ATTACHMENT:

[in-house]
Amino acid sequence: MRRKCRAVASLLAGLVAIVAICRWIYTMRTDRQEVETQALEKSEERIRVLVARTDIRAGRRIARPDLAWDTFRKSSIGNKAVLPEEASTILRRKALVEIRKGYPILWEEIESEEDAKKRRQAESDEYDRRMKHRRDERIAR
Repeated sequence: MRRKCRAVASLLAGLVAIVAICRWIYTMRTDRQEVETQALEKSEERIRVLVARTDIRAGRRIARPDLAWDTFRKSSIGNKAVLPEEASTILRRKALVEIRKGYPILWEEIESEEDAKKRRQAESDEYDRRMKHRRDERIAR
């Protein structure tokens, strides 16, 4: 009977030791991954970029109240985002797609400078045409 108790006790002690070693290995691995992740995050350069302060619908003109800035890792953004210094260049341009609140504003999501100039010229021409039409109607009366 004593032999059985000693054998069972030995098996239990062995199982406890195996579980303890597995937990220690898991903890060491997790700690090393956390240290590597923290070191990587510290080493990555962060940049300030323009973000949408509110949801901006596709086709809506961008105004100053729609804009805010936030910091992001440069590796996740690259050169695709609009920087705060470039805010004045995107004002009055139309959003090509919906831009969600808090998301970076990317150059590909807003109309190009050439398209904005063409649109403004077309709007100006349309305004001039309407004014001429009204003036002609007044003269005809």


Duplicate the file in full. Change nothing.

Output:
[in-house]
Amino acid sequence: MRRKCRAVASLLAGLVAIVAICRWIYTMRTDRQEVETQALEKSEERIRVLVARTDIRAGRRIARPDLAWDTFRKSSIGNKAVLPEEASTILRRKALVEIRKGYPILWEEIESEEDAKKRRQAESDEYDRRMKHRRDERIAR
Repeated sequence: MRRKCRAVASLLAGLVAIVAICRWIYTMRTDRQEVETQALEKSEERIRVLVARTDIRAGRRIARPDLAWDTFRKSSIGNKAVLPEEASTILRRKALVEIRKGYPILWEEIESEEDAKKRRQAESDEYDRRMKHRRDERIAR
């Protein structure tokens, strides 16, 4: 009977030791991954970029109240985002797609400078045409 108790006790002690070693290995691995992740995050350069302060619908003109800035890792953004210094260049341009609140504003999501100039010229021409039409109607009366 004593032999059985000693054998069972030995098996239990062995199982406890195996579980303890597995937990220690898991903890060491997790700690090393956390240290590597923290070191990587510290080493990555962060940049300030323009973000949408509110949801901006596709086709809506961008105004100053729609804009805010936030910091992001440069590796996740690259050169695709609009920087705060470039805010004045995107004002009055139309959003090509919906831009969600808090998301970076990317150059590909807003109309190009050439398209904005063409649109403004077309709007100006349309305004001039309407004014001429009204003036002609007044003269005809």